In 1919, Antonio Botana developed, together with the directive teams, a reflection about the evangelising purpose of our centres. He stated that, from the humanising commitment, all the members of the Hospitaller Community find a platform for unity and communion in the diversity, which already is evangelising.
Everything that is deeply humane is in line with God’s proposal incarnated in Jesus of Nazareth. Regarding this reflection, I think of the Jesuit Karl Rahner, when he talked about the “anonymous Christians”, those who look for the good and the truth and, without being Christian, behave in line with the Gospel values. However, criticism came soon from both outside and inside the Church. Are we confusing philanthropy with evangelisation?
Controversy is served. From outside the Church, Rahner was questioned by those who, being committed to the people and their dignity, with the human values, denied being considered “anonymous Christians”. “I’m Buddhist, I’m Muslim, I’m Atheist… I am not an ‘anonymous Christian’. I don’t need to borrow the title that, on the other hand, I reject”. There are spiritualities and other religious believes that also develop humanising processes. Is therefore legit to accept those who do not accept a Christian or evangelising identity in their commitment to humanism.
From inside the Church, there were also critiques against Rahner. Although the idea of Christianism centred around the human values was highly accepted among many theologists of the liberation, it was also in this theological current where some, such as Clodovis Boff, saw a dangerous way towards identity loss. According to Pope Francis, if the evangelising proposal is not inspired in the message and the person of Jesus of Nazareth, we will not be anything else than an NGO.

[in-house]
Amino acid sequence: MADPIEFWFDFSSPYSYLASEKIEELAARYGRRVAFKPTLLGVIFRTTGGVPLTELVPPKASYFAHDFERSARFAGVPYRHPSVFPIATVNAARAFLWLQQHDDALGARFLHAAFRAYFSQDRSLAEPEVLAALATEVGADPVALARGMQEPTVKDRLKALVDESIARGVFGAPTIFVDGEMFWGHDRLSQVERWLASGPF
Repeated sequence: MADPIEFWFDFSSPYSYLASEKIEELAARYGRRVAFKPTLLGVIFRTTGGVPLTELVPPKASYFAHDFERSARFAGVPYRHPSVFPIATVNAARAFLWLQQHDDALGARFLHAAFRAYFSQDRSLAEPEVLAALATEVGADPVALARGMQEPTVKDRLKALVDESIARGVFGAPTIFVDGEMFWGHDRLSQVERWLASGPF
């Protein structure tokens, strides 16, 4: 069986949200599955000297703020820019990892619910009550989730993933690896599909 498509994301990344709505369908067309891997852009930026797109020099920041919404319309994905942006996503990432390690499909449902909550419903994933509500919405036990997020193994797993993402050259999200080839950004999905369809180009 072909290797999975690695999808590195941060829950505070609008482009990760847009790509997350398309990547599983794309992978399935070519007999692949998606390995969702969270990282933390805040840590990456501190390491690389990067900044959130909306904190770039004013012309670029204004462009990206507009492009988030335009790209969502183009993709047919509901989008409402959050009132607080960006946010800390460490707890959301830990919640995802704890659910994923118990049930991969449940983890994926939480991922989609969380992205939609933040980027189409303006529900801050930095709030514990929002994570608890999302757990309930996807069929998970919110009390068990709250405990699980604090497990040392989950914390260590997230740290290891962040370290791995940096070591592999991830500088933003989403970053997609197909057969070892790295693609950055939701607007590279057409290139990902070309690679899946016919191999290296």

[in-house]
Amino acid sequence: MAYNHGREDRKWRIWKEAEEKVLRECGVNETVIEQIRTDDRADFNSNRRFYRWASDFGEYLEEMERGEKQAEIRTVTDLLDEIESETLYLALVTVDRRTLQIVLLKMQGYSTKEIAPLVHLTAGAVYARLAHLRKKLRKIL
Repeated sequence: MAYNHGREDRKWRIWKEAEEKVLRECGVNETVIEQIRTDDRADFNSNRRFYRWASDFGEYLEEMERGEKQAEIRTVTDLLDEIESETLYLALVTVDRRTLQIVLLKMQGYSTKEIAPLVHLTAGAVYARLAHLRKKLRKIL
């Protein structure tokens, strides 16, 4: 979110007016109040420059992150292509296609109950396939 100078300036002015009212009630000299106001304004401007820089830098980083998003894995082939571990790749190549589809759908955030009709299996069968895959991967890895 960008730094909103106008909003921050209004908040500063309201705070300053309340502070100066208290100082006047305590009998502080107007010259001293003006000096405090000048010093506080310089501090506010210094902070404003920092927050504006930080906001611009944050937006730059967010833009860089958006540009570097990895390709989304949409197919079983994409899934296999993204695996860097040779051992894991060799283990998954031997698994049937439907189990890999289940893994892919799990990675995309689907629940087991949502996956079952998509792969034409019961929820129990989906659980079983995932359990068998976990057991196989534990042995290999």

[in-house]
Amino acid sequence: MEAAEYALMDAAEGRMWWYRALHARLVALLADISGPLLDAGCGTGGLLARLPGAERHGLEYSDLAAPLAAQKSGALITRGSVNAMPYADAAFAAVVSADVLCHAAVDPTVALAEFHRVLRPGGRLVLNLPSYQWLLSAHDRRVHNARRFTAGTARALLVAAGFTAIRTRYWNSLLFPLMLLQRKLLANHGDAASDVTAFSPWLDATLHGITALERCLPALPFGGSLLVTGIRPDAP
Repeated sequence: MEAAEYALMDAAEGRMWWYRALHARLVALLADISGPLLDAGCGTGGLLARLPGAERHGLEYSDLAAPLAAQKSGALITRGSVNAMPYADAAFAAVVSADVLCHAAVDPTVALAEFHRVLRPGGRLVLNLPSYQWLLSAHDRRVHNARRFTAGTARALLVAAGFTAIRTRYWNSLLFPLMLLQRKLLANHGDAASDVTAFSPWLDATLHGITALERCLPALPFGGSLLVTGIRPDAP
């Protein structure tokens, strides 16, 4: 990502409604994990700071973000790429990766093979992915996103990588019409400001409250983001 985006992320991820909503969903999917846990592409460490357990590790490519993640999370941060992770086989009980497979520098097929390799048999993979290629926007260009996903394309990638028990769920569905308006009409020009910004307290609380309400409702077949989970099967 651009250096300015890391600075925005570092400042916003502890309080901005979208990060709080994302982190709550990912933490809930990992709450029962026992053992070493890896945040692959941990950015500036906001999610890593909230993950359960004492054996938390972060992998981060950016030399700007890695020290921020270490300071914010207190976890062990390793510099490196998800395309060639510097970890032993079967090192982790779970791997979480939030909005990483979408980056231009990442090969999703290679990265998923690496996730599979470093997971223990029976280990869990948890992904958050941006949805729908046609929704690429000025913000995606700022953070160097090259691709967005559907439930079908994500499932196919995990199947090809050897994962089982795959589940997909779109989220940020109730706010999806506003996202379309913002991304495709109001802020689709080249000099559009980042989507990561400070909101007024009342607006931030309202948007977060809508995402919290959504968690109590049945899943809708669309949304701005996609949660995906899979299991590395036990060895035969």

An NGO with a worthy and urgent proposal, but ones that hides, disguises, its specific spiritual identity. Hospitality gives as a strong humanising context. And that’s where we all find each other… baptised believers, baptised non-believers, non-believers, people with other believes or agnostic…
We respect and happily integrate those who collaborate in the hospitaller humanising processes from other motivations, from other spiritualities, without denying, as a religious institution, a humanism based on the Christian anthropology.
We cannot deny the genuine contribution of the Christian humanism. To think of humanism as an evangelising and hospitaller expression is valid, as long as we do so from an evangelising perspective; as long as in our centres there is the commitment to the message and the life of Jesus of Nazareth.
Hospitality at the service of humanism cannot forget the evangelising horizon… Unless we choose to be a philanthropic institution, a worthy NGO, forgetting about the foundational identity; the evangelising identity.
Humanism, needed and urgent, will be coherent with the Hospitaller Model as long as this integrative aspect is present. When the humanising process integrates the message and life of Jesus de Nazareth, the foundational charisma, we can say that humanism and evangelisation are related. Then, we can say that the hospitaller project is at the service of a humanism in line with our institutional identity. We can state that we are answering to the person’s integral needs, to their right to be served, also in their religious and spiritual needs.
When my service, whichever position I am at in the institution, is coherent with this humanising approach, integrative, and accepting of diversity, but that does not reject the Christian humanism, I can say that I am part of the Hospitaller Project at the service of Humanism.
Written by Danilo Farneda, Coordinator of AER Pastoral at Sisters Hospitallers (Málaga, Spain).